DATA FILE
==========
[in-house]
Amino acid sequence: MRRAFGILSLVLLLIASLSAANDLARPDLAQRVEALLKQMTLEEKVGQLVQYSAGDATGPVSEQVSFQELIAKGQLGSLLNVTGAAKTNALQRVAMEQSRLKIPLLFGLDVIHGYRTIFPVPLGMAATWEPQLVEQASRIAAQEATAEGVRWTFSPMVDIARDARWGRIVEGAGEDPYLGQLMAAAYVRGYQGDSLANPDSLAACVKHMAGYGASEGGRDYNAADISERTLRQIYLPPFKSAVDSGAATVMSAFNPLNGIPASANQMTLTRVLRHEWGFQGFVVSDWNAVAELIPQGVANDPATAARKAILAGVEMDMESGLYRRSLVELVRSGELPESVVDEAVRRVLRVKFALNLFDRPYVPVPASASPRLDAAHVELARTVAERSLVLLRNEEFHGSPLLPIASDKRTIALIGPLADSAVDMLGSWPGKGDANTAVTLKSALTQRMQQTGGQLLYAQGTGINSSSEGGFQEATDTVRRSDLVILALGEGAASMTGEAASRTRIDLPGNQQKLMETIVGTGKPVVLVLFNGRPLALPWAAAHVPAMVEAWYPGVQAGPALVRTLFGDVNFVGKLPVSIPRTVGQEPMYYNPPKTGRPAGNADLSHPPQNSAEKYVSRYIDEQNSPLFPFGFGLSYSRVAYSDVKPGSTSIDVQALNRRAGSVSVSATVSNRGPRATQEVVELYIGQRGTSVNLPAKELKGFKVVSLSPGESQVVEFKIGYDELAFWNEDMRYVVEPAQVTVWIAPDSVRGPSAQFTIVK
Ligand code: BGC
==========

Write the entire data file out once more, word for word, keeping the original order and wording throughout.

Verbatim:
[in-house]
Amino acid sequence: MRRAFGILSLVLLLIASLSAANDLARPDLAQRVEALLKQMTLEEKVGQLVQYSAGDATGPVSEQVSFQELIAKGQLGSLLNVTGAAKTNALQRVAMEQSRLKIPLLFGLDVIHGYRTIFPVPLGMAATWEPQLVEQASRIAAQEATAEGVRWTFSPMVDIARDARWGRIVEGAGEDPYLGQLMAAAYVRGYQGDSLANPDSLAACVKHMAGYGASEGGRDYNAADISERTLRQIYLPPFKSAVDSGAATVMSAFNPLNGIPASANQMTLTRVLRHEWGFQGFVVSDWNAVAELIPQGVANDPATAARKAILAGVEMDMESGLYRRSLVELVRSGELPESVVDEAVRRVLRVKFALNLFDRPYVPVPASASPRLDAAHVELARTVAERSLVLLRNEEFHGSPLLPIASDKRTIALIGPLADSAVDMLGSWPGKGDANTAVTLKSALTQRMQQTGGQLLYAQGTGINSSSEGGFQEATDTVRRSDLVILALGEGAASMTGEAASRTRIDLPGNQQKLMETIVGTGKPVVLVLFNGRPLALPWAAAHVPAMVEAWYPGVQAGPALVRTLFGDVNFVGKLPVSIPRTVGQEPMYYNPPKTGRPAGNADLSHPPQNSAEKYVSRYIDEQNSPLFPFGFGLSYSRVAYSDVKPGSTSIDVQALNRRAGSVSVSATVSNRGPRATQEVVELYIGQRGTSVNLPAKELKGFKVVSLSPGESQVVEFKIGYDELAFWNEDMRYVVEPAQVTVWIAPDSVRGPSAQFTIVK
Ligand code: BGC